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REPTILE / new pets

A Set-up Guide for Reptile Habitats

These cold-blooded creatures will need the warmth of home

Overview

What kind of terrarium does my reptile need?

  • Depending on the species, your reptile may require more or less space to roam, so the size will depend on how big your new pet will be as an adult.
  • As for the terrarium’s shape? As a rule of thumb, reptiles that climb should have a terrarium that’s taller than it is wide. Reptiles who don’t climb should have a terrarium wider than it is tall. Either way, it’s best to get one that opens from the top.
  • Make sure the terrarium is placed on a very stable surface so it won’t tip over. Put it in a low-traffic area out of direct sunlight, drafts and strong smells. It should be near an electrical outlet so you can plug in the lighting and heating units.
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Your reptile’s environment

  • Snakes, lizards, tortoises and other reptiles are ectothermic, which means they get their heat from outside their bodies. They’ll need a toasty habitat in order to survive.
  • Your reptile’s terrarium should have a warmer end and a cooler end, so your pet can travel back and forth between the two as necessary. For the warm side, place a heat lamp, ceramic heat emitter or night-specific heat bulb over an elevated spot, like a nice, flat rock. This will be your scaly pal’s basking spot.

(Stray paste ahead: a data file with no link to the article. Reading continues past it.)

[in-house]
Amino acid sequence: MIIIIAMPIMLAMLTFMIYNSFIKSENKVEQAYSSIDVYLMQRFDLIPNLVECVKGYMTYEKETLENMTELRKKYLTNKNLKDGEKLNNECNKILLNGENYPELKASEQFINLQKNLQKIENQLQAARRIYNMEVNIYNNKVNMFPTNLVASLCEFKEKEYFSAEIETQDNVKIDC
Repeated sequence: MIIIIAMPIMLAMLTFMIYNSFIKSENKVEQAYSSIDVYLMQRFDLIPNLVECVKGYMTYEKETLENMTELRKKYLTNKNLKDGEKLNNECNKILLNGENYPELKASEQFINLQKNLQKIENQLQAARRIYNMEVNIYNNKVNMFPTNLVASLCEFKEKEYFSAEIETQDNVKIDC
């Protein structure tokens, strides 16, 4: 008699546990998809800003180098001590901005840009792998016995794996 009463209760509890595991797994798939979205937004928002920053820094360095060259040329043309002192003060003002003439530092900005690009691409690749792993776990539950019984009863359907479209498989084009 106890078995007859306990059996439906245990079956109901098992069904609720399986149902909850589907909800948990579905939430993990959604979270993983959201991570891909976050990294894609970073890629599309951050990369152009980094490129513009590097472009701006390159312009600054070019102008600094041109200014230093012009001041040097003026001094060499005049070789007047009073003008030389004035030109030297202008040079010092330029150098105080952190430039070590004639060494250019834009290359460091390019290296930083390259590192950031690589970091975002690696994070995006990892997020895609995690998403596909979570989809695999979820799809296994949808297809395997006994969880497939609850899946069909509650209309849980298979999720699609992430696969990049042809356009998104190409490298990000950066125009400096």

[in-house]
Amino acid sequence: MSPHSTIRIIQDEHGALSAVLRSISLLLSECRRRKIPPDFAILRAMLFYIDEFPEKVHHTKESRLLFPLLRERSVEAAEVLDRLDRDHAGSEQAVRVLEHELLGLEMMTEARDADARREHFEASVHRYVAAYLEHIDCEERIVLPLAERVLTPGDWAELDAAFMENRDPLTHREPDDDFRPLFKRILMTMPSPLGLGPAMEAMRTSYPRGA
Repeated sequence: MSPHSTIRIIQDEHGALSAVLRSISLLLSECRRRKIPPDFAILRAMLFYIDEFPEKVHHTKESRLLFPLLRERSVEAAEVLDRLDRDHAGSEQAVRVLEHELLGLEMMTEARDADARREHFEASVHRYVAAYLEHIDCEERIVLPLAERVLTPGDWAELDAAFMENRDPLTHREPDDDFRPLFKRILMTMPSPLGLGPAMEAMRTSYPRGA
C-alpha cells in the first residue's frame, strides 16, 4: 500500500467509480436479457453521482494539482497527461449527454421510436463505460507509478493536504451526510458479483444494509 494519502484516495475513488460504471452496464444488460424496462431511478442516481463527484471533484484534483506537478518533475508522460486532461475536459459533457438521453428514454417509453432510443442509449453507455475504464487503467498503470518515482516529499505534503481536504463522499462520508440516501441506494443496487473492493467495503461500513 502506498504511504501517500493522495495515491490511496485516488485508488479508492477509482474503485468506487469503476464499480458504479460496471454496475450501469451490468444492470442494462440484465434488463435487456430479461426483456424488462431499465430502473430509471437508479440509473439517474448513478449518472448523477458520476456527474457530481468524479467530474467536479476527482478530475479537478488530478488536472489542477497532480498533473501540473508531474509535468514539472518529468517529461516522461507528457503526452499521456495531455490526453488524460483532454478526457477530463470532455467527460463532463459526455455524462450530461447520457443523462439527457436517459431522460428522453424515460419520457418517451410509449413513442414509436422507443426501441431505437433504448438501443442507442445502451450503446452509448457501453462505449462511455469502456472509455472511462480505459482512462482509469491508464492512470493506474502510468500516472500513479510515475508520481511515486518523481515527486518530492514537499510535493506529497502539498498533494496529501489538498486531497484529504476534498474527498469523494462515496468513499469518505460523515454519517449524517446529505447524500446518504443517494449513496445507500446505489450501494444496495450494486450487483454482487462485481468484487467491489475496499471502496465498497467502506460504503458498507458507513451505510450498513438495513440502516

• The exact temperature and humidity of the habitat depends on where your reptile originally came from. Invest in two thermometers, one for each end of the habitat, to monitor the climate and a hygrometer to monitor the moisture in the air.
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Reptiles that come from…
Need their home’s warm side to be… (Degrees Fahrenheit)
…and its cool side to be…
…with this much humidity
The desert
90 to 110 degrees
65 to 85 degrees
10 to 30 percent
A temperate climate
90 to 100 degrees
65 to 85 degrees
30 to 50 percent
A tropical climate
85 to 95 degrees
70 to 85 degrees
50 to 80 percent
A semi-aquatic environment
80 to 95 degrees
60 to 75 degrees
50 to 80 percent

What about light?

Some reptile species are diurnal (active during the day) while other species are nocturnal (active at night). Either way, reptiles need a 12-hour light-and-dark cycle that mimics day and night. Otherwise, they get disoriented — wouldn’t you?

Even if the heating source in your pet’s terrarium gives off light, install a UVB bulb. This special bulb mimics sunlight, so reptiles can get enough Vitamin D.

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Décor details

The floor of a reptile habitat should be layered with either reptile carpet or a bedding material that’s good for burrowing. Reptile bedding comes in lots of varieties, including calcium sand, coconut fiber and aspen. Ask a PetSmart associate which choice is best for your species of reptile.

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Furnish the habitat with a shallow water dish and a sturdy basking rock or log. Most reptiles appreciate a hut or other area for privacy. Climbing species will enjoy lots of live or artificial branches to play in.

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